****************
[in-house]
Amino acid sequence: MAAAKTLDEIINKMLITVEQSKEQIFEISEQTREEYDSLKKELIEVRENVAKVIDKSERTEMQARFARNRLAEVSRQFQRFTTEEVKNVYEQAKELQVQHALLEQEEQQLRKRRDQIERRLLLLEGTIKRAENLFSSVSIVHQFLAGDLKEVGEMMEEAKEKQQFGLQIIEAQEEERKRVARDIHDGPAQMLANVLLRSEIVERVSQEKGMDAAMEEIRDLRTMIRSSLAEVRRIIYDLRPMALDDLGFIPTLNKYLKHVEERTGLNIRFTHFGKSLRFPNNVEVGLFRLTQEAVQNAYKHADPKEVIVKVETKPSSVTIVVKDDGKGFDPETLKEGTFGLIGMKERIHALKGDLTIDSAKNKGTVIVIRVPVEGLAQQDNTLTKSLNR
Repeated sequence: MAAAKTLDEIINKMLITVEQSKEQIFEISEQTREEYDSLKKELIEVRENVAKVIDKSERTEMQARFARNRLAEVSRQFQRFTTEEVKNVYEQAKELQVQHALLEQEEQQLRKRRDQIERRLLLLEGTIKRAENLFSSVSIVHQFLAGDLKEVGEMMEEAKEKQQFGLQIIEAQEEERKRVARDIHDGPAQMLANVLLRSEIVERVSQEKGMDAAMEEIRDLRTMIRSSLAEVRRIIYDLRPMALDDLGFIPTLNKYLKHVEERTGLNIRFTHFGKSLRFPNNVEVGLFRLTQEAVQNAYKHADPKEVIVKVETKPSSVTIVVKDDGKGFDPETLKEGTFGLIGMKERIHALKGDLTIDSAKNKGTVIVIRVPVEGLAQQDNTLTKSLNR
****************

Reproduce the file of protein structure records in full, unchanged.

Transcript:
[in-house]
Amino acid sequence: MAAAKTLDEIINKMLITVEQSKEQIFEISEQTREEYDSLKKELIEVRENVAKVIDKSERTEMQARFARNRLAEVSRQFQRFTTEEVKNVYEQAKELQVQHALLEQEEQQLRKRRDQIERRLLLLEGTIKRAENLFSSVSIVHQFLAGDLKEVGEMMEEAKEKQQFGLQIIEAQEEERKRVARDIHDGPAQMLANVLLRSEIVERVSQEKGMDAAMEEIRDLRTMIRSSLAEVRRIIYDLRPMALDDLGFIPTLNKYLKHVEERTGLNIRFTHFGKSLRFPNNVEVGLFRLTQEAVQNAYKHADPKEVIVKVETKPSSVTIVVKDDGKGFDPETLKEGTFGLIGMKERIHALKGDLTIDSAKNKGTVIVIRVPVEGLAQQDNTLTKSLNR
Repeated sequence: MAAAKTLDEIINKMLITVEQSKEQIFEISEQTREEYDSLKKELIEVRENVAKVIDKSERTEMQARFARNRLAEVSRQFQRFTTEEVKNVYEQAKELQVQHALLEQEEQQLRKRRDQIERRLLLLEGTIKRAENLFSSVSIVHQFLAGDLKEVGEMMEEAKEKQQFGLQIIEAQEEERKRVARDIHDGPAQMLANVLLRSEIVERVSQEKGMDAAMEEIRDLRTMIRSSLAEVRRIIYDLRPMALDDLGFIPTLNKYLKHVEERTGLNIRFTHFGKSLRFPNNVEVGLFRLTQEAVQNAYKHADPKEVIVKVETKPSSVTIVVKDDGKGFDPETLKEGTFGLIGMKERIHALKGDLTIDSAKNKGTVIVIRVPVEGLAQQDNTLTKSLNR